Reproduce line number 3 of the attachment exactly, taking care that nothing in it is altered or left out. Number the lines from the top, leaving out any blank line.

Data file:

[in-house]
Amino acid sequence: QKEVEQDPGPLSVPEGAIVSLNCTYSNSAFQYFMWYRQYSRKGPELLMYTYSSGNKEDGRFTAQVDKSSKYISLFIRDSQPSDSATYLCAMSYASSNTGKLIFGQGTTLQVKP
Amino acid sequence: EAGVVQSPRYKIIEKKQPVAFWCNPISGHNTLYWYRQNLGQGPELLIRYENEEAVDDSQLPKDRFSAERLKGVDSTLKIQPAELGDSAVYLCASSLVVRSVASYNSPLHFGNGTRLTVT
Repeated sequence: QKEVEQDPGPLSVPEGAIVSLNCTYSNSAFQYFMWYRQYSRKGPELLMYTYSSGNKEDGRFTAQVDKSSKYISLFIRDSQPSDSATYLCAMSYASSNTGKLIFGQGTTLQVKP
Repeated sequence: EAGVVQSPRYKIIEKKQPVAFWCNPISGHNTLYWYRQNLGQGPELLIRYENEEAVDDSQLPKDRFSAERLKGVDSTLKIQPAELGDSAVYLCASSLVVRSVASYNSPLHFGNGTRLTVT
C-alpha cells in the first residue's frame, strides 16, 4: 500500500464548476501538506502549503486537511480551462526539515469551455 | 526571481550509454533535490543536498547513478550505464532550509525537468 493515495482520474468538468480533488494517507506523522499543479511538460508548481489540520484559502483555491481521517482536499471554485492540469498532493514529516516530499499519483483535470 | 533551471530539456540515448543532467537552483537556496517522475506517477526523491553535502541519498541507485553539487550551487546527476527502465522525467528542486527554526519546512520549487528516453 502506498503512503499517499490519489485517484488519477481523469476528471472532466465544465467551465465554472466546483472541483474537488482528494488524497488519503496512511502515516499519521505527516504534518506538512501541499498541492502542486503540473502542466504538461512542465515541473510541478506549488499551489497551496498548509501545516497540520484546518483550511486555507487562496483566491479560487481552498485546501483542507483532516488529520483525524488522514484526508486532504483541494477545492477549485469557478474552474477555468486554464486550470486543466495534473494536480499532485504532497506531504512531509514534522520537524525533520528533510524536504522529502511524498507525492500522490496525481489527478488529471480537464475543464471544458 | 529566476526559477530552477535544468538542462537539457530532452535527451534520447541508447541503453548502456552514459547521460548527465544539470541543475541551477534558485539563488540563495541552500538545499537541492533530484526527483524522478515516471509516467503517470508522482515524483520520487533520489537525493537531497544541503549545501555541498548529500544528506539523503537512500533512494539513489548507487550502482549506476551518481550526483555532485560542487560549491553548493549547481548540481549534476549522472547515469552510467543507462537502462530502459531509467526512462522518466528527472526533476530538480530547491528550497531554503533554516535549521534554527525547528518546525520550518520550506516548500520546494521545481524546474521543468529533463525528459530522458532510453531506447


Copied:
Amino acid sequence: EAGVVQSPRYKIIEKKQPVAFWCNPISGHNTLYWYRQNLGQGPELLIRYENEEAVDDSQLPKDRFSAERLKGVDSTLKIQPAELGDSAVYLCASSLVVRSVASYNSPLHFGNGTRLTVT